Last updated on January 13th, 2023
Beat the January blues with some fun cultural goings-on this month, kicking off with the New Year’ Parade which is back after a two year Covid hiatus. Get your January diaries out and start planning with my guide to some of the best cultural things to do in London this month including art exhibitions, theatre, events, opera and music. Happy 2023 to you all!
Londoness Loves: Cultural things to do in London this January 2023
Free things to do in London this January
London’s New Year’s Day Parade is back and it’s totally free! Hundreds of thousands will join in the miles of free standing zones along the route. More than 8,000 performers representing 20 nations will fill the West End with culture, colour, entertainment and music. Locations include Piccadilly, Regents Street, St James’s, Pall Mall, Trafalgar Square and Whitehall. It is recommended you arrive by 11am to secure a good place.More details here.
A free-to-enter exhibition celebrates the life and work of a relatively unknown artist, George Westren, who became the unlikely subject of a viral news story in 1922. Westren, a relatively unknown artist living in a tiny housing association flat in Spitalfields had sadly died in July 2021 during the Covid lockdown. A year later, a neighbour stepped in to prevent George’s portfolio of intricate op art drawings from being destroyed by a home clearance firm. The artwork went viral on Twitter, where Westren’s story – of humble beginnings, homelessness, addiction and eventual salvation through art – touched hundreds of thousands of people. George Westren: On the straight and narrow, 6 to 25 January at the Saatchi Gallery.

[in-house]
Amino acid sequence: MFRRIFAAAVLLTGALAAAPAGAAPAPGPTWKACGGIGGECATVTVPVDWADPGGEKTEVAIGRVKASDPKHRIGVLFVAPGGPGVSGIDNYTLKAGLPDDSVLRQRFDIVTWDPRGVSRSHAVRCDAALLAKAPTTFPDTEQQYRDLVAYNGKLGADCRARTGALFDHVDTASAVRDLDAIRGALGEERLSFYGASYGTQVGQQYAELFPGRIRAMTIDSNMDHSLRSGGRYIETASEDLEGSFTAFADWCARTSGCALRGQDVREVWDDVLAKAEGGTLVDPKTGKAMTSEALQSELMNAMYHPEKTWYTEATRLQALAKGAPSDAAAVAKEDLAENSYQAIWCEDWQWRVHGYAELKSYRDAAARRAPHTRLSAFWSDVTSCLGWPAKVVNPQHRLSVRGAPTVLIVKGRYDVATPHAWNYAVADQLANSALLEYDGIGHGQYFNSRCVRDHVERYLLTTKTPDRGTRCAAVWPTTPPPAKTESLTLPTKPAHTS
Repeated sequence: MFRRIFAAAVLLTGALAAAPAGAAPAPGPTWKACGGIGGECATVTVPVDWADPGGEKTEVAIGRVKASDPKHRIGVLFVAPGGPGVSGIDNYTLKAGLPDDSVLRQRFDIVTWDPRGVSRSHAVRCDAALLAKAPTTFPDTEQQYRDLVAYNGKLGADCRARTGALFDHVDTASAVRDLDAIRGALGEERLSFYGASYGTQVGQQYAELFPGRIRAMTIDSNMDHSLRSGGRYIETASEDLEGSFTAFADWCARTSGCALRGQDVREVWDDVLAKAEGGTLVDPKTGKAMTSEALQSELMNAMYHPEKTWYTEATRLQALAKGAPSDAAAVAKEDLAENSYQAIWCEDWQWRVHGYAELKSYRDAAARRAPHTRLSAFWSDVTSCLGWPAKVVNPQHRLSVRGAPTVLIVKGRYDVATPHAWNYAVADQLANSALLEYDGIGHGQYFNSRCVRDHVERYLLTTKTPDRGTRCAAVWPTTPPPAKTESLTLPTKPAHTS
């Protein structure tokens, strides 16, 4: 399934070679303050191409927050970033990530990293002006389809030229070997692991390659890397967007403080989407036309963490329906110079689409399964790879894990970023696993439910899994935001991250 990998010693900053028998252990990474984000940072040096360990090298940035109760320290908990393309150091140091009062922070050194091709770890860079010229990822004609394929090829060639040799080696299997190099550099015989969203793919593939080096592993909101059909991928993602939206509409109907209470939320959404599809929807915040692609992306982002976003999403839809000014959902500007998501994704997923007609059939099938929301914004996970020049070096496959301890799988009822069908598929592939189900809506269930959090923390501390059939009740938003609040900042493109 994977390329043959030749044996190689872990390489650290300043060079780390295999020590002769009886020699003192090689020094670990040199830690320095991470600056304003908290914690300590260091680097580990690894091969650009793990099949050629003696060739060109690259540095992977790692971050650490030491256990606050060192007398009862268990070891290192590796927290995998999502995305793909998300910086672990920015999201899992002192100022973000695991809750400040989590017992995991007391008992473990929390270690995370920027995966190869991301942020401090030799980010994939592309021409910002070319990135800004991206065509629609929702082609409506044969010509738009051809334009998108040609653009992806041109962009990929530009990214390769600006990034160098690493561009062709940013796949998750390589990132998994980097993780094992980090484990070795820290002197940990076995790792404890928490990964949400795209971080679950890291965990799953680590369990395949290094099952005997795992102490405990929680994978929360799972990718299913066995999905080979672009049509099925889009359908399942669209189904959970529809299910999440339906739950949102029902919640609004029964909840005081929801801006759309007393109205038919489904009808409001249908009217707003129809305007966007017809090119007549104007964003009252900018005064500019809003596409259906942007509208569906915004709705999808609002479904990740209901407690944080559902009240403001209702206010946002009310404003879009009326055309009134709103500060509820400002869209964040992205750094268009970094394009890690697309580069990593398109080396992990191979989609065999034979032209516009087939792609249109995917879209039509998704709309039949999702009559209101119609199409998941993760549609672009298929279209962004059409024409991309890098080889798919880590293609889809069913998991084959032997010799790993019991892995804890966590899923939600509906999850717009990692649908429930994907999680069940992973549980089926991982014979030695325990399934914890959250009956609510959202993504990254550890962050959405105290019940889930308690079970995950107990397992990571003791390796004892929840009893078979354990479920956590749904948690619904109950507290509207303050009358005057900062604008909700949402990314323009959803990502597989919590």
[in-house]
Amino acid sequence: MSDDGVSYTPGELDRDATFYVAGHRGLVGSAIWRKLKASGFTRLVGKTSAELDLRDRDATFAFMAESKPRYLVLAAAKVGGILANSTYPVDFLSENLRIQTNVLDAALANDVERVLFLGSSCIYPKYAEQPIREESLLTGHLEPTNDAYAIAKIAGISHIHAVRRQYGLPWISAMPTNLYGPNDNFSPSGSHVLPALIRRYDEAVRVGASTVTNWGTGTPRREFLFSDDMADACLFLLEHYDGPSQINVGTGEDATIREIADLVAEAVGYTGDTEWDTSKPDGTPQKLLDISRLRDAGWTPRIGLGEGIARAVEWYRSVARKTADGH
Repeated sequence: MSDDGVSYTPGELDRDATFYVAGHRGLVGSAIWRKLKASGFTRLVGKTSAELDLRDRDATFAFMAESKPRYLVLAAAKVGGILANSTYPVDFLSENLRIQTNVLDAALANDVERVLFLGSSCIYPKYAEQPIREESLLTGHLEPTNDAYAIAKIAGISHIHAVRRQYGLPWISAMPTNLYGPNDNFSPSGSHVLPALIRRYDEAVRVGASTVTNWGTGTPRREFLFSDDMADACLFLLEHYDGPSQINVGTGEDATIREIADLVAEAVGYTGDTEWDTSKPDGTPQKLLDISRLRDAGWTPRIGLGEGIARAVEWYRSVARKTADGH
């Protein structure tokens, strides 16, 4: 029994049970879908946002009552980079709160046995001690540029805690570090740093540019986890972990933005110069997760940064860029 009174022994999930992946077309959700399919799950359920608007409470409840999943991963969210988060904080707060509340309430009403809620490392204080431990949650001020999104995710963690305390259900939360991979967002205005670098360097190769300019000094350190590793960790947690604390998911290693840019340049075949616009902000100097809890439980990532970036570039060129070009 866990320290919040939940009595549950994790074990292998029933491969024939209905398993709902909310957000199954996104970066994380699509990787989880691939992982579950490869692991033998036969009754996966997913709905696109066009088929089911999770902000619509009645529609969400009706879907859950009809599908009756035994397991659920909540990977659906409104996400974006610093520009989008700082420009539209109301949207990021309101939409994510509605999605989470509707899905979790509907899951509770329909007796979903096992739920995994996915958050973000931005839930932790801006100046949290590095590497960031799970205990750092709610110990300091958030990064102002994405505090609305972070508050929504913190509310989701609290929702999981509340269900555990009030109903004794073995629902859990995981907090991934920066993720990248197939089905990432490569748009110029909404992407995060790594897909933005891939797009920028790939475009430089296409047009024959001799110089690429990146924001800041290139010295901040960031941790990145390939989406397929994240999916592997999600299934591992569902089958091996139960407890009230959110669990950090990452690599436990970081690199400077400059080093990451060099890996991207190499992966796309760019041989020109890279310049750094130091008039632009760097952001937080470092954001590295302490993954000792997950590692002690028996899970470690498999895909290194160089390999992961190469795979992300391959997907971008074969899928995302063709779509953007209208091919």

Enjoy some free music in the glorious Paul Hamlyn Hall at the Royal Opera House on 13 and 27 January at 1pm. Free and unticketed but subject to capacity.